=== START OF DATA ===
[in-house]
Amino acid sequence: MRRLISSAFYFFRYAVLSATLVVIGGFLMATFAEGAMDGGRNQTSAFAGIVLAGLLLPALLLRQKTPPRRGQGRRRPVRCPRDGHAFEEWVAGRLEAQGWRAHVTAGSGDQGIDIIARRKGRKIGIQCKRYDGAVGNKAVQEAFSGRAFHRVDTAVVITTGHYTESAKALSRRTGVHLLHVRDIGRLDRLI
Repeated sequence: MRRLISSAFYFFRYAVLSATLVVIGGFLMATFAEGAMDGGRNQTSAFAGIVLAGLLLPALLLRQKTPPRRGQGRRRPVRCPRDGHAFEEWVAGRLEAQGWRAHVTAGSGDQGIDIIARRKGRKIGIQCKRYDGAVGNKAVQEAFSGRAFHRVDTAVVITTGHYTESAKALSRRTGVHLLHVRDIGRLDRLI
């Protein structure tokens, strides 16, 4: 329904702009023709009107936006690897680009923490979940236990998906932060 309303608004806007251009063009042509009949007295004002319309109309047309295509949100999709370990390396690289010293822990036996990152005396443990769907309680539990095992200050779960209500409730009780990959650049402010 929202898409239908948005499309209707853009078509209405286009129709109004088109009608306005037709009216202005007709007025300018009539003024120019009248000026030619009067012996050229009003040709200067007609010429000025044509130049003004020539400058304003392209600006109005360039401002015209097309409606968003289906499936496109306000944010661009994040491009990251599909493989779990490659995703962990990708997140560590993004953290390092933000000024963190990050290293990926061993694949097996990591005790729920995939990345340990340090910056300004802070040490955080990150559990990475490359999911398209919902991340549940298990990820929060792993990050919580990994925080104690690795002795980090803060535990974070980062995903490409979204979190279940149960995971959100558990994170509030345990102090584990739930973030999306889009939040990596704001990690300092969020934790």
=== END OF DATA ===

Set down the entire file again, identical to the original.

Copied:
[in-house]
Amino acid sequence: MRRLISSAFYFFRYAVLSATLVVIGGFLMATFAEGAMDGGRNQTSAFAGIVLAGLLLPALLLRQKTPPRRGQGRRRPVRCPRDGHAFEEWVAGRLEAQGWRAHVTAGSGDQGIDIIARRKGRKIGIQCKRYDGAVGNKAVQEAFSGRAFHRVDTAVVITTGHYTESAKALSRRTGVHLLHVRDIGRLDRLI
Repeated sequence: MRRLISSAFYFFRYAVLSATLVVIGGFLMATFAEGAMDGGRNQTSAFAGIVLAGLLLPALLLRQKTPPRRGQGRRRPVRCPRDGHAFEEWVAGRLEAQGWRAHVTAGSGDQGIDIIARRKGRKIGIQCKRYDGAVGNKAVQEAFSGRAFHRVDTAVVITTGHYTESAKALSRRTGVHLLHVRDIGRLDRLI
């Protein structure tokens, strides 16, 4: 329904702009023709009107936006690897680009923490979940236990998906932060 309303608004806007251009063009042509009949007295004002319309109309047309295509949100999709370990390396690289010293822990036996990152005396443990769907309680539990095992200050779960209500409730009780990959650049402010 929202898409239908948005499309209707853009078509209405286009129709109004088109009608306005037709009216202005007709007025300018009539003024120019009248000026030619009067012996050229009003040709200067007609010429000025044509130049003004020539400058304003392209600006109005360039401002015209097309409606968003289906499936496109306000944010661009994040491009990251599909493989779990490659995703962990990708997140560590993004953290390092933000000024963190990050290293990926061993694949097996990591005790729920995939990345340990340090910056300004802070040490955080990150559990990475490359999911398209919902991340549940298990990820929060792993990050919580990994925080104690690795002795980090803060535990974070980062995903490409979204979190279940149960995971959100558990994170509030345990102090584990739930973030999306889009939040990596704001990690300092969020934790």